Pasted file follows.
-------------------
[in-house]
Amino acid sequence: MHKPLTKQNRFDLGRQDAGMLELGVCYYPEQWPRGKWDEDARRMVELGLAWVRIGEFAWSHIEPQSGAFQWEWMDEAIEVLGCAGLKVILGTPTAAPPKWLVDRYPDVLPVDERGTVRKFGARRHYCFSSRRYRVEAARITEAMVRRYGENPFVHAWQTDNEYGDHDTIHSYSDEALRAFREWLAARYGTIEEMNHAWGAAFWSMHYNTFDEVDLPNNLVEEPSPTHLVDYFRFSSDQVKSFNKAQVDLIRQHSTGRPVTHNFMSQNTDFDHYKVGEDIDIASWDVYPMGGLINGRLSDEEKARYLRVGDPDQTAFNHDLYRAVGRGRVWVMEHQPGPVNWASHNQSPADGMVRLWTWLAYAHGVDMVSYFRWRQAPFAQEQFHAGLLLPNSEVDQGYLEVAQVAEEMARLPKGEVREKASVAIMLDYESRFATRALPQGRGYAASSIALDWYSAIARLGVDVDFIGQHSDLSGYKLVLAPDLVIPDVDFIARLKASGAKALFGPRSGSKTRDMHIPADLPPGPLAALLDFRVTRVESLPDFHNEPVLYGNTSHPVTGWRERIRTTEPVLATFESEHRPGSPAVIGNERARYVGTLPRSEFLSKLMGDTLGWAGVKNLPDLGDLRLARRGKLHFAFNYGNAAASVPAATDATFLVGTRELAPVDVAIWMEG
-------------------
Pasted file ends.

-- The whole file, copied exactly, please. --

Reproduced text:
[in-house]
Amino acid sequence: MHKPLTKQNRFDLGRQDAGMLELGVCYYPEQWPRGKWDEDARRMVELGLAWVRIGEFAWSHIEPQSGAFQWEWMDEAIEVLGCAGLKVILGTPTAAPPKWLVDRYPDVLPVDERGTVRKFGARRHYCFSSRRYRVEAARITEAMVRRYGENPFVHAWQTDNEYGDHDTIHSYSDEALRAFREWLAARYGTIEEMNHAWGAAFWSMHYNTFDEVDLPNNLVEEPSPTHLVDYFRFSSDQVKSFNKAQVDLIRQHSTGRPVTHNFMSQNTDFDHYKVGEDIDIASWDVYPMGGLINGRLSDEEKARYLRVGDPDQTAFNHDLYRAVGRGRVWVMEHQPGPVNWASHNQSPADGMVRLWTWLAYAHGVDMVSYFRWRQAPFAQEQFHAGLLLPNSEVDQGYLEVAQVAEEMARLPKGEVREKASVAIMLDYESRFATRALPQGRGYAASSIALDWYSAIARLGVDVDFIGQHSDLSGYKLVLAPDLVIPDVDFIARLKASGAKALFGPRSGSKTRDMHIPADLPPGPLAALLDFRVTRVESLPDFHNEPVLYGNTSHPVTGWRERIRTTEPVLATFESEHRPGSPAVIGNERARYVGTLPRSEFLSKLMGDTLGWAGVKNLPDLGDLRLARRGKLHFAFNYGNAAASVPAATDATFLVGTRELAPVDVAIWMEG